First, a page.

Over his 35 years as the temporal and spiritual ruler of Bhutan, Zhabdrung Ngawang Namgyal repelled seven Tibetan invasions (the first by the Tsangpa, and later by the regime under the Fifth Dalai Lama), and overcame internal opposition to unify the country for the first time in its history. The primacy of the Drukpa tradition was to lead to the naming of the country as Druk yul, ‘Land of the Thunder Dragon,’ and its inhabitants then known as Drukpa.
The Zhabdrung reinforced his position by forming alliances neighbouring kings in Nepal, Cooch Behar (north eastern India), and Ladakh. Because of the Ladakhi royal family’s long association with the Drukpa Kagyü, Sengge Namgyal granted the Zhabdrung a number of enclaves in western Tibet for meditation purposes, including Nyanri and Zuthulphuk monasteries adjacent to Kailas, a relationship which prevailed until the Chinese invasion of Tibet in 1959.
Soon after completing a retreat in 1625, he established a dual system of government, whereby secular power was allocated to an administrative Druk Desi, supported by three provincial governors called penlops, and religious affairs were to be controlled by the Gyaltshab (‘representatives’ of the Zhabdrung, also known as Je Khenpo). Subsequent incarnations of the Zhabdrung were given the ultimate power over both domains. There is one aspect of the legal code established in 1629, which, perhaps, has a message for modern day governments: ‘if the government cannot create happiness for its people, then there is no purpose for government to exist.’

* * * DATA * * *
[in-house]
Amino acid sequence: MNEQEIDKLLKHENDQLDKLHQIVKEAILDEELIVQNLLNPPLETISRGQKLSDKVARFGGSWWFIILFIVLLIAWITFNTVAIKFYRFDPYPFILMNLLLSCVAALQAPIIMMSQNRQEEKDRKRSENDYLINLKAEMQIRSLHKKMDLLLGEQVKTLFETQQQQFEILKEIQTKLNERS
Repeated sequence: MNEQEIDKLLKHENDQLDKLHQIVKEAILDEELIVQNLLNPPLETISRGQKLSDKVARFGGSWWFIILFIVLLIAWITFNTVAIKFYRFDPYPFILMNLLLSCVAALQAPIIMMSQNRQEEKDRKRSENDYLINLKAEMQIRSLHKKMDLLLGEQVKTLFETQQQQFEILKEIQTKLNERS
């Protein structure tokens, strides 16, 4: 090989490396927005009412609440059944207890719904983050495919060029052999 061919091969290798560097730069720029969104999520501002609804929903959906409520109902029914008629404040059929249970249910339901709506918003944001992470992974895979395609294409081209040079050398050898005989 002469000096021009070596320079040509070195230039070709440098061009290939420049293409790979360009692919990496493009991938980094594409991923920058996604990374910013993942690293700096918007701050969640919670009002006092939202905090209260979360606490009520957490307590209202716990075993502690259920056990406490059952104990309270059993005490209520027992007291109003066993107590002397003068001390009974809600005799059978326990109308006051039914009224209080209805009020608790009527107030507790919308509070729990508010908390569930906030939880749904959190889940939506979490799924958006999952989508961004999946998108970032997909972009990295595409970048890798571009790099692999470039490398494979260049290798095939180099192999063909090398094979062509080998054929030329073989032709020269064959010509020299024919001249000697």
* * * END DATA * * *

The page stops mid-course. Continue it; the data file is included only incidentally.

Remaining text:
The Tshechu festivals were also inaugurated by the Zhabdrung to honour Padmasambhava and other protector deities who supported Bhutan in the 1644-46 war with Tibet.
His vital role in ensuring the stability of Bhutan during this period led to his death being kept secret. In 1651 it was announced that he had entered a long retreat – a falsehood that was maintained for over fifty years, with edicts issued in his name until 1705. In this period appointments to the role of Je Khempo had been made from the Zhabdrung’s extended family, but with the end of all male descent lines, a decision was made in 1695 to appoint ‘exalted rebirth’ heads of state from reincarnates of the Zhabdrung and of the early Gyaltshab. Four lineages were created: speech, mind, and two ‘Precious Prince’ lineages derived from his son and a distant nephew.